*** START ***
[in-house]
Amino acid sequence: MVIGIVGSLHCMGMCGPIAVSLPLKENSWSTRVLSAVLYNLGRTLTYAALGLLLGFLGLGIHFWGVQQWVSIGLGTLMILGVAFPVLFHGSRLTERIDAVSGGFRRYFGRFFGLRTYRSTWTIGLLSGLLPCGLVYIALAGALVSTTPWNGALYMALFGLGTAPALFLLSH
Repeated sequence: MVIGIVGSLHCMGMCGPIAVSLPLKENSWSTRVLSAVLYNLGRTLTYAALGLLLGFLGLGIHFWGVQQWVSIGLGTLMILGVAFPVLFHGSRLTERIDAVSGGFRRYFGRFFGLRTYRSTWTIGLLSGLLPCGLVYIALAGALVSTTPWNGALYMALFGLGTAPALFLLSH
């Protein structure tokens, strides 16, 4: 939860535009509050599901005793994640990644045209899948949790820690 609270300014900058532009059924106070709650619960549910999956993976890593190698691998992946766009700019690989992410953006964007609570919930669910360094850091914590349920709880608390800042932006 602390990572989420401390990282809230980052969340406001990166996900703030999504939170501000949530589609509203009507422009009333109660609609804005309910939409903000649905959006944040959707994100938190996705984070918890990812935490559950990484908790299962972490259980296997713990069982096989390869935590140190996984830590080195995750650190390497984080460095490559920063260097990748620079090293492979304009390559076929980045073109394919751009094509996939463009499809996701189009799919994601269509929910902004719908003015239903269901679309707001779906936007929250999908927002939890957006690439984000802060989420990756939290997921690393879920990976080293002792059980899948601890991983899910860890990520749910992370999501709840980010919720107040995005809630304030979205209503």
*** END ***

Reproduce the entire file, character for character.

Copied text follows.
[in-house]
Amino acid sequence: MVIGIVGSLHCMGMCGPIAVSLPLKENSWSTRVLSAVLYNLGRTLTYAALGLLLGFLGLGIHFWGVQQWVSIGLGTLMILGVAFPVLFHGSRLTERIDAVSGGFRRYFGRFFGLRTYRSTWTIGLLSGLLPCGLVYIALAGALVSTTPWNGALYMALFGLGTAPALFLLSH
Repeated sequence: MVIGIVGSLHCMGMCGPIAVSLPLKENSWSTRVLSAVLYNLGRTLTYAALGLLLGFLGLGIHFWGVQQWVSIGLGTLMILGVAFPVLFHGSRLTERIDAVSGGFRRYFGRFFGLRTYRSTWTIGLLSGLLPCGLVYIALAGALVSTTPWNGALYMALFGLGTAPALFLLSH
């Protein structure tokens, strides 16, 4: 939860535009509050599901005793994640990644045209899948949790820690 609270300014900058532009059924106070709650619960549910999956993976890593190698691998992946766009700019690989992410953006964007609570919930669910360094850091914590349920709880608390800042932006 602390990572989420401390990282809230980052969340406001990166996900703030999504939170501000949530589609509203009507422009009333109660609609804005309910939409903000649905959006944040959707994100938190996705984070918890990812935490559950990484908790299962972490259980296997713990069982096989390869935590140190996984830590080195995750650190390497984080460095490559920063260097990748620079090293492979304009390559076929980045073109394919751009094509996939463009499809996701189009799919994601269509929910902004719908003015239903269901679309707001779906936007929250999908927002939890957006690439984000802060989420990756939290997921690393879920990976080293002792059980899948601890991983899910860890990520749910992370999501709840980010919720107040995005809630304030979205209503």